In lecture notes on string theory by David Tong (available for free here http://www.damtp.cam.ac.uk/user/tong/string.html) a brief explanation of the vertex operator for tachyon is given. The main points are:

  1. Because it has to be diffeomorphism-invariant, it is a result of an integration of some quantity over the world-sheet.

  2. Because it is conformal-invariant, the quantity has to correspond to the primary operator with weight $(+1, +1)$ in order to compensate the $d^2z$ measure

  3. Because tachyon is the vacuum of the string, it has to correspond to the highest-weight state of the Verma module. This is fulfilled if

$$ L_n \left| \text{tachyon} \right> = \tilde{L}_n \left| \text{tachyon} \right> = 0, \quad n > 0; $$ $$ L_0 \left| \text{tachyon} \right> = \tilde{L}_0 \left| \text{tachyon} \right> = a \left| \text{tachyon} \right>. $$

Based on these assumptions he identifies the vertex operator with

$$ V = \int d^2 \sigma \: \cdot \, : e^{i k \cdot X } :, $$

where $:...:$ denotes normal-ordering, radial-ordering is implicit and $k$ is on-shell with negative (tachyonic) $m^2$.

$V$ is conformal-invariant. As far as I understand, this can be showed on the quantum level by evaluating the $VT$ OPE (or, equivalently, by evaluating the residues of $VL_n$, where $L_n$ are the Virasoro generators).

I am trying to understand why this is a valid choice. Specifically, it would be great to make sense of this in terms of path integrals of functionals.

It is well known that observables of a quantum theory are expectation values (path integrals weighted by the classical action) of gauge-invariant functionals. These expectations can be evaluated using the Faddeev-Popov procedure which fixes the gauge and ensures that expectations weighted by the new action are correct, but only if the functional of interest is gauge-invariant.

This point of view makes a lot of sense in QFT.

Different ways to fix the gauge exist. These give rise to different actions and (in general) different expectation values. Since the choice of gauge-fixing is arbitrary, only gauge-invariant expectations (which coincide) make sense as physical observables.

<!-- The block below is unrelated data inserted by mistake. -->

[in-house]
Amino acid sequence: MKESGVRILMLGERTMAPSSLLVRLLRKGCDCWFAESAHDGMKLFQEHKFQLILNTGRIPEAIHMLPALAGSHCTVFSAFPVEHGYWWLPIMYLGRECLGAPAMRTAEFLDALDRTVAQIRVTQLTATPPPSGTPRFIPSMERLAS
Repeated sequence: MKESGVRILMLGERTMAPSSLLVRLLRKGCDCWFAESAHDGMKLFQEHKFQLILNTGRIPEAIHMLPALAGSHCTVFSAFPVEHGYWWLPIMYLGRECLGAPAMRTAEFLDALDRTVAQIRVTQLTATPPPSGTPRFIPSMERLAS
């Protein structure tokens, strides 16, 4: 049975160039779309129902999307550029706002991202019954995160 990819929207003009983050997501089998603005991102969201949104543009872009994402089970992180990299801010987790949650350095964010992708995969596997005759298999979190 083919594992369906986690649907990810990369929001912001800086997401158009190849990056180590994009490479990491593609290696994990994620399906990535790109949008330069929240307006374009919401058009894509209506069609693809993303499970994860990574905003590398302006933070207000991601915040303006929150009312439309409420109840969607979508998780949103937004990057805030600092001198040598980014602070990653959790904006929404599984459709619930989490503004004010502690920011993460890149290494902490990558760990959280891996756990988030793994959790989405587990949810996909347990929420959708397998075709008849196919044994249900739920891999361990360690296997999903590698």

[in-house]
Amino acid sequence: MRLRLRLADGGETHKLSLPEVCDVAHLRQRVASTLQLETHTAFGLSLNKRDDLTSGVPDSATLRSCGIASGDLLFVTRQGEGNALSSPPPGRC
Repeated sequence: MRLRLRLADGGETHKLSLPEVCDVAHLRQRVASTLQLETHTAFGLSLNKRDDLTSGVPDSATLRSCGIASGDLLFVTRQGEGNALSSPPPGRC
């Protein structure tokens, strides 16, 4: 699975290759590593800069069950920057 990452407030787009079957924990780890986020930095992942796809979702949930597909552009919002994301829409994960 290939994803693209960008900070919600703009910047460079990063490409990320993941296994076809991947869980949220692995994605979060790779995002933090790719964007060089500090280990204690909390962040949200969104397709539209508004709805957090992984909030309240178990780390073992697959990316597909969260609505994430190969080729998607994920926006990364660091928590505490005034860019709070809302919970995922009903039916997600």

Now back to the tachyon vertex operator. I would expect it to correspond to some (classical) gauge-invariant functional over $X^{\mu}$ and the world-sheet metric $g_{\alpha \beta}$.

Such a functional has to be an integral with a diffeomorphism-invariant measure:

$$ \sim \int d^2 \sigma \sqrt{g}. $$

Then there are Weyl transformation. In order to be Weyl-invariant, this integral has to have an inverse world-sheet metric which cancels the square root of the determinant in two dimensions:

$$ \sim \int d^2 \sigma \sqrt{g} g^{\alpha \beta} $$

The last formula contains loose indices which (again, diffeomorphism-invariance) have to be contracted with something. For example,

$$ \sim \int d^2 \sigma \sqrt{g} g^{\alpha \beta} \partial_{\alpha} X^{\mu} \partial_{\beta} X^{\nu} e^{i p \cdot X }, $$

which looks much like the graviton insertion operator.

On the contrary, it can be shown that the tachyon vertex operator is conformal-invariant in some weird quantum sense, by taking its residue with the $L_n$ conformal generator (or just with $T$).

But what about diffeomorphism- and Weyl- invariance, separately? $L_n$s don't generate them. One could expect that, for example, products of $V$ (which correspond to tachyon scattering amplitudes) have different expectations when evaluated on different world-sheet backgrounds related by diffeomorphisms and/or Weyl transformations. Because, again, Faddeev-Popov method gives different expectations of a non-gauge-invariant functional when different gauge-fixings are used.

My question is: what happened to $\sqrt{g}$ and $g^{\alpha \beta}$ in the tachyon vertex operator; why is it considered diffeomorphism- and Weyl- invariant? And is it even possible to represent the Virasoro-Shapiro amplitude, for example, in terms of the expectation of some classical diffeo- and Weyl- invariant functional?

  • $\begingroup$ As a lazy answer to your first question, not going back to my string theory textbook, I think the factors of $\sqrt{g}$ and $g^{\alpha\beta}$ are missing because he's working in the conformal gauge. In this gauge the metric on the worldsheet is the familiar $ds^2 = dz d\bar{z}$. In a more general gauge they would be present. $\endgroup$ – Surgical Commander Feb 7 '15 at 23:33
  • $\begingroup$ @lurscher, please explain yourself. $\endgroup$ – Prof. Legolasov Feb 10 '15 at 8:47
  • $\begingroup$ @SurgicalCommander I see. But your proposition is based on the fact that there is an diffeo- and Weyl- invariant generalization of the insertion operator. Could you provide one? $\endgroup$ – Prof. Legolasov Feb 10 '15 at 8:51
  • $\begingroup$ @lurscher I was told many times and have seen in different papers that diffeomorphisms are gauge symmetries of the bosonic string. What do you mean by 'not a gauge group of GR'? Why GR, and why are they not even a gauge group of GR? $\endgroup$ – Prof. Legolasov Feb 10 '15 at 8:53
  • 1
    $\begingroup$ @Hindsight, here is a pretty good exposition of the argument: mth.kcl.ac.uk/~streater/lostcauses.html#XXII $\endgroup$ – lurscher Feb 10 '15 at 15:23

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